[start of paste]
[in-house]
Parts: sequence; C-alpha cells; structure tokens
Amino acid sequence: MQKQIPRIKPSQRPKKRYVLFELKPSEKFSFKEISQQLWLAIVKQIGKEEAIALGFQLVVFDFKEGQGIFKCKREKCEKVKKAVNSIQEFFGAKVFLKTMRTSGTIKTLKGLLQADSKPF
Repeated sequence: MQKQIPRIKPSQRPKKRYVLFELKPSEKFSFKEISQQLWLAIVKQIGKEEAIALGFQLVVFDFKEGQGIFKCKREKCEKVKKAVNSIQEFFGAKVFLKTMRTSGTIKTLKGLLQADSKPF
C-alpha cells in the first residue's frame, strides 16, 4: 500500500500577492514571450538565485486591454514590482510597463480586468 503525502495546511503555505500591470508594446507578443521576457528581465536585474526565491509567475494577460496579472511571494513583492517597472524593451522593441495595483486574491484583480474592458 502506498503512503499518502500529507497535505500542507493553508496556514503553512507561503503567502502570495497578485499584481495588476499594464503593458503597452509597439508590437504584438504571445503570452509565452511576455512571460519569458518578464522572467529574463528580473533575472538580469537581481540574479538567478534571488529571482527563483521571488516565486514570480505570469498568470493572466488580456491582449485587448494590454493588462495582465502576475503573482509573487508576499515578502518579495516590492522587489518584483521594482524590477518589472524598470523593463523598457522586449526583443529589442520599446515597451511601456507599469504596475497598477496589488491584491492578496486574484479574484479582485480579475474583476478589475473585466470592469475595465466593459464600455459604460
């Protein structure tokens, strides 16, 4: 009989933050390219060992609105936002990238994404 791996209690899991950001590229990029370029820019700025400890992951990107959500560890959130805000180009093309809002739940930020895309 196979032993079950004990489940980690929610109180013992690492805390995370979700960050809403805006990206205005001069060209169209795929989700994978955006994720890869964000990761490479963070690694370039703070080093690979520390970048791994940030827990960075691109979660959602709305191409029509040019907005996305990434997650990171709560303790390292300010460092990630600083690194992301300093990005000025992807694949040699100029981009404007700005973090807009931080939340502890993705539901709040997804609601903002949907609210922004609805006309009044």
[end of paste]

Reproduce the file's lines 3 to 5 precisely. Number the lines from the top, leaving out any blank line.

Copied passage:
Amino acid sequence: MQKQIPRIKPSQRPKKRYVLFELKPSEKFSFKEISQQLWLAIVKQIGKEEAIALGFQLVVFDFKEGQGIFKCKREKCEKVKKAVNSIQEFFGAKVFLKTMRTSGTIKTLKGLLQADSKPF
Repeated sequence: MQKQIPRIKPSQRPKKRYVLFELKPSEKFSFKEISQQLWLAIVKQIGKEEAIALGFQLVVFDFKEGQGIFKCKREKCEKVKKAVNSIQEFFGAKVFLKTMRTSGTIKTLKGLLQADSKPF
C-alpha cells in the first residue's frame, strides 16, 4: 500500500500577492514571450538565485486591454514590482510597463480586468 503525502495546511503555505500591470508594446507578443521576457528581465536585474526565491509567475494577460496579472511571494513583492517597472524593451522593441495595483486574491484583480474592458 502506498503512503499518502500529507497535505500542507493553508496556514503553512507561503503567502502570495497578485499584481495588476499594464503593458503597452509597439508590437504584438504571445503570452509565452511576455512571460519569458518578464522572467529574463528580473533575472538580469537581481540574479538567478534571488529571482527563483521571488516565486514570480505570469498568470493572466488580456491582449485587448494590454493588462495582465502576475503573482509573487508576499515578502518579495516590492522587489518584483521594482524590477518589472524598470523593463523598457522586449526583443529589442520599446515597451511601456507599469504596475497598477496589488491584491492578496486574484479574484479582485480579475474583476478589475473585466470592469475595465466593459464600455459604460